Why Didn’t They Stop? Martin Luther King, Jr. on the Parable of the Good Samaritan

The "Good Samaritan" helps the badly-injured man, as depicted by George Frederic Watts (1817-1904).

Forty-four years ago today, Martin Luther King, Jr. was assassinated. The day before he was killed, he delivered his last speech to a crowd of striking sanitation workers in Memphis, Tennessee.

The address is known as the “I’ve Been to the Mountaintop” speech, and like many King speeches and sermons, it illustrates his knack for taking famous Bible stories and brushing off the dust of over-familiarity that has settled on them. In this speech, he looks to the well-known story of the “Good Samaritan.”

Do you know this story of the Good Samaritan? It’s one of Jesus’ parables. Here it is:

Jesus replied, “A man was going down from Jerusalem to Jericho, and he fell among robbers, who stripped him and beat him and departed, leaving him half dead. Now by chance a priest was going down that road, and when he saw him he passed by on the other side. So likewise a Levite, when he came to the place and saw him, passed by on the other side. But a Samaritan, as he journeyed, came to where he was, and when he saw him, he had compassion. He went to him and bound up his wounds, pouring on oil and wine. Then he set him on his own animal and brought him to an inn and took care of him. And the next day he took out two denarii and gave them to the innkeeper, saying, ‘Take care of him, and whatever more you spend, I will repay you when I come back.’ Which of these three, do you think, proved to be a neighbor to the man who fell among the robbers?” He said, “The one who showed him mercy.” And Jesus said to him, “You go, and do likewise.” — Luke 10:30-37 (ESV)

It packs quite a moral punch, especially when you realize that in Jesus’ time, Samaritans and Jews generally despised and shunned each other. To get a sense of how this story must have come across to its original audience, replace the priest and Levite with devout Christians, and the Samaritan with a member of any shunned or disliked group.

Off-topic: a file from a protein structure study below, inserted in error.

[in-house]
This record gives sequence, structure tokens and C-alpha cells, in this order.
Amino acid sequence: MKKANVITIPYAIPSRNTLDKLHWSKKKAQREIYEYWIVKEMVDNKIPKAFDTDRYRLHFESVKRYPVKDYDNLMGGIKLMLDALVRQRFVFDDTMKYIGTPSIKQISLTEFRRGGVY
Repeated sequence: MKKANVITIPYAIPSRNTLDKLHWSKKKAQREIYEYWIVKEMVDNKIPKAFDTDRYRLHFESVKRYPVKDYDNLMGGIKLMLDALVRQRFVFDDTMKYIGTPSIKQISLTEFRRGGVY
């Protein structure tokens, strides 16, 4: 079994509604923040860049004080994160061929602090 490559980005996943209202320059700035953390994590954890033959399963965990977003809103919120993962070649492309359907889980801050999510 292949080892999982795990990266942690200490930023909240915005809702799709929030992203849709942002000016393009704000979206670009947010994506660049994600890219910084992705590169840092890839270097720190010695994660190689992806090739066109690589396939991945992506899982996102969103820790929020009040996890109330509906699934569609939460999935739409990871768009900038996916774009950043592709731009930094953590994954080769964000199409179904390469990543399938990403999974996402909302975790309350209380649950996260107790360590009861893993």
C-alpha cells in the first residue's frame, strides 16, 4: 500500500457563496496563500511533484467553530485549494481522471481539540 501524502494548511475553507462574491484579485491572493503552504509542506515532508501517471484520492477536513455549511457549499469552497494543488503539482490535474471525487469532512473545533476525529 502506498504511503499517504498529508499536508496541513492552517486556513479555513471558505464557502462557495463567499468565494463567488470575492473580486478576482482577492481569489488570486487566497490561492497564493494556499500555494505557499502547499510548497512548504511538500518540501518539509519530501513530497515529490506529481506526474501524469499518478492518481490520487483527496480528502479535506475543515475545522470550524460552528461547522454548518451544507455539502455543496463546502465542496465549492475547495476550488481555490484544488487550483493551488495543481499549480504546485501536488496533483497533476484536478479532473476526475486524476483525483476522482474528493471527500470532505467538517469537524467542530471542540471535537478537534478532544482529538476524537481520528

Here’s how King’s “I’ve Been to the Mountaintop” speech recasts this parable, connecting it to modern attitudes. Why, King asks, didn’t the priest and the Levite—both devout religious men—stop to help the seriously injured man?

“Now, you know, we use our imagination a great deal to try to determine why the priest and the Levite didn’t stop. At times we say they were busy going to a church meeting, an ecclesiastical gathering, and they had to get on down to Jerusalem so they wouldn’t be late for their meeting. At other times we would speculate that there was a religious law that one who was engaged in religious ceremonials was not to touch a human body twenty-four hours before the ceremony. And every now and then we begin to wonder whether maybe they were not going down to Jerusalem, or down to Jericho, rather, to organize a Jericho Road Improvement Association. That’s a possibility. Maybe they felt it was better to deal with the problem from the causal root, rather than to get bogged down with an individual effect.

“But I’m going to tell you what my imagination tells me. It’s possible that those men were afraid. You see, the Jericho Road is a dangerous road. I remember when Mrs. King and I were first in Jerusalem. We rented a car and drove from Jerusalem down to Jericho. And as soon as we got on that road I said to my wife, ‘I can see why Jesus used this as the setting for his parable.’ It’s a winding, meandering road. It’s really conducive for ambushing. You start out in Jerusalem, which is about twelve hundred miles, or rather, twelve hundred feet above sea level. And by the time you get down to Jericho fifteen or twenty minutes later, you’re about twenty-two feet below sea level. That’s a dangerous road. In the days of Jesus it came to be known as the ‘Bloody Pass.’ And you know, it’s possible that the priest and the Levite looked over that man on the ground and wondered if the robbers were still around. Or it’s possible that they felt that the man on the ground was merely faking , and he was acting like he had been robbed and hurt in order to seize them over there, lure them there for quick and easy seizure. And so the first question that the priest asked, the first question that the Levite asked was, ‘If I stop to help this man, what will happen to me?’

“But then the Good Samaritan came by, and he reversed the question: ‘If I do not stop to help this man, what will happen to him?’”

(Read the full transcript of King’s speech.)

What do you think of King’s observations on this parable? What stands out most strongly to you in the parable of the Good Samaritan?

(For further reading, learn more about the Scripture passages behind Martin Luther King, Jr.’s sermons and speeches.)

Related posts:

  1. Bible References in Martin Luther King, Jr.’s “I Have a Dream” Speech
  2. Holiday Re-post: The Bible Passages Behind Martin Luther King, Jr.’s Message
  3. The Bible passages behind Martin Luther King, Jr.’s message
  4. Why Jesus’ parables stand out
  5. Palm Sunday: The King Arrives!

Posted by Andy

Filed under History